My DD is now 3.5. I tell her everyday that I love her. I am scared that if I don't tell her then maybe I will forget that I do love her. So I keep repeating it. Over and over.
I simply can't watch pregnant/birth shows at all. I have tried... But I get too distressed.
I have been called selfish, self indulgent, mean, unmaternal, irrational, crazy, attention seeking and a hypochondriac.
I very very much want another child. Sadly, IVF isn't working and part of me think that my body is "blocking" the cycle working because I am in such fear with another birth.



#22 chicken_bits

Posted 19 November 2012 - 10:50 AM

I came here through "we are discussing" as well.

I am so sorry OP that you haven't been supported IRL the way that you deserve to be.

I don't have advice regarding how to deal with birth trauma because I don't have any experience in that, but I do want to say that your feelings are perfectly valid.

As far as ADs are concerned, I think that there is more to consider than just contraindications for breastfeeding. Such as how your mental health is affecting your quality of life as well as your child's. While you may feel as though your DD's health or potential risk of harm from taking AD's while breastfeeding is important, you should also consider your own health and how your physical and mental wellbeing is important. A happy and healthy mum = happy and healthy child. You said in your second post that your DD is 3.5. Are you still bfing her? If so, how often? There are many ADs on the market that have been proven to be "safe" while pregnant and breastfeeding. And a psychiatrist who specialises in Maternal Wellbeing would be someone who could give you more information regarding this.

And I say the above from the point of view that I suffer from maternal anxiety (both during pregnancy and post partum). Without medication I would not be able to care for my DD as well as I am now and I believe that the benefits far outweigh the risks in my particular situation.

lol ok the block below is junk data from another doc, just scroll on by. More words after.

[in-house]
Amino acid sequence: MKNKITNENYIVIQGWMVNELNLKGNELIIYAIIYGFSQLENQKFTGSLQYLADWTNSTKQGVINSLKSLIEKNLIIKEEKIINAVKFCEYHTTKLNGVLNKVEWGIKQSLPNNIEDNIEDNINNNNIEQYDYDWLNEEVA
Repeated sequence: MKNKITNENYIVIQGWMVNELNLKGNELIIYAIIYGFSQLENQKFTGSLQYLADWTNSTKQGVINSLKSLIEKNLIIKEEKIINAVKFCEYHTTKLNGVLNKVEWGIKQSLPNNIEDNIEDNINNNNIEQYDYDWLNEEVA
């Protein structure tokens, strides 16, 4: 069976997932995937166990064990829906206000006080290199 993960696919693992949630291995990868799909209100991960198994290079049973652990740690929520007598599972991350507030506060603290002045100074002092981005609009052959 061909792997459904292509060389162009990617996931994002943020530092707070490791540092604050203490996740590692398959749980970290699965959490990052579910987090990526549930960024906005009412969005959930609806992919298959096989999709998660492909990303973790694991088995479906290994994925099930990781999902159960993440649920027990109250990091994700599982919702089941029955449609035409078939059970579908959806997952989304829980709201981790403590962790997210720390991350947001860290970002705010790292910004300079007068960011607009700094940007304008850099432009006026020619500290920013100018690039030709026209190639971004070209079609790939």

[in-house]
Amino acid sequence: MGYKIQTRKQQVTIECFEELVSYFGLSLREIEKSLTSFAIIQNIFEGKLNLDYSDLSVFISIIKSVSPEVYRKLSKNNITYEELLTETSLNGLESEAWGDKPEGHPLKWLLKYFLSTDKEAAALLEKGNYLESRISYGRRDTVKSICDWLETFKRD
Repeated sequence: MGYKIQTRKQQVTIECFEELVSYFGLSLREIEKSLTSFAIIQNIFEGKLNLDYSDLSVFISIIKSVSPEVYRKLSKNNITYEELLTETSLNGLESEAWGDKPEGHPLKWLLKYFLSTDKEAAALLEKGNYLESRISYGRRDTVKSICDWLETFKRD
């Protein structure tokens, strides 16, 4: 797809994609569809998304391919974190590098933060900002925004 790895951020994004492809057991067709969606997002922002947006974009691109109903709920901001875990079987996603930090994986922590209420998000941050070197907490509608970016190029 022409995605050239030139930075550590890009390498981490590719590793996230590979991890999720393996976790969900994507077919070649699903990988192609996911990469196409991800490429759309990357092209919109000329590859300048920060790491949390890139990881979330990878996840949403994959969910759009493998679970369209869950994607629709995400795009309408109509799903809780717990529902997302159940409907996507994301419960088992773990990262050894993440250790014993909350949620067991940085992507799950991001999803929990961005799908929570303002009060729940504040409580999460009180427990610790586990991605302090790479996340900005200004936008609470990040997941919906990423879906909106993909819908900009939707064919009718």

All the best OP.

#23 EBmember7

Posted 19 November 2012 - 07:06 PM

She still BF feeds once a night. Very occasionally a dream feed as well but not always. I could probably easily wean her just by not offering. I am okay with weaning her to take the AD I agree with PP a happy Mum IS very important. These are some other AD that have been suggested so I can do some research;
PrestiqueLexaproArrapax
Does anyone have any experience with these? I don't want "medical advice"Just any personal experience. Success stories? Red flags?  
Can I also ask, does your second, third etc child "help" with previous birth trauma in your experience?
This Thursday I going to make myself super busy all day and see if that makes a difference. Maybe if I take the plunge and leave the house keep busy it will make a positive difference.
Ladies, thank you very much again. I have never been so supported.




#24 EBmember7

Posted 19 November 2012 - 07:24 PM

QUOTE (Natttmumm @ 17/11/2012, 03:09 PM) <{POST_SNAPBACK}>
A friend of mine said to me the other day how disappointed she was that she ended up with a caesar birth. She too had ivf and felt nothing was natural. I said to her "maybe focus on how your baby is healthy and happy". After reading your post I feel like ringing her to say sorry. I truly thought that was the right thing to say. I will never say that again.
I feel like a bad friend.


Please don't feel this way. You sound like a great friend, listening and talking to your friend. It is a hang up that I have, not everyone. I don't want you to feel bad for anything.

#25 wallofdodo

Posted 19 November 2012 - 07:46 PM

Hi, 3.5 years later and it still seems so raw. I had the recall, and the smells returning. Not just from my birth, but also the days following. I was treated for PTSD.  I had a few sessions of emdr, which to be honest, I didn't like at all, but it seemed to work. Or maybe it was talking about it.

Don't be afraid to change therapists, or try a different approach. Not suggesting you go down the emdr path, just letting you know there are different approaches out there. I am so glad I went to see someone, and have again since then.

And most of all, your feelings are valid. You can't help the way you feel, don't let anyone invalidate them. But don't let them control you. Best of luck op.

Edited by wallofdodo, 19 November 2012 - 07:48 PM.





1 user(s) are reading this topic

0 members, 1 guests, 0 anonymous users

 

Five ways my second pregnancy is second best

As I roll into the second half of "Pregnancy: The Sequel", here is breakdown of the differences I have found thus far.

Domestic politics

Why I felt guilty about having a cleaner

Coming home to a clean house was a pleasure – and yet, I felt uneasy.

'Ugly' hearing aid ad leaves parents fuming

When Alecia Donoghue found out her baby would need hearing aids she worried about him becoming the target for schoolyard bullies.

Have you seen these missing children?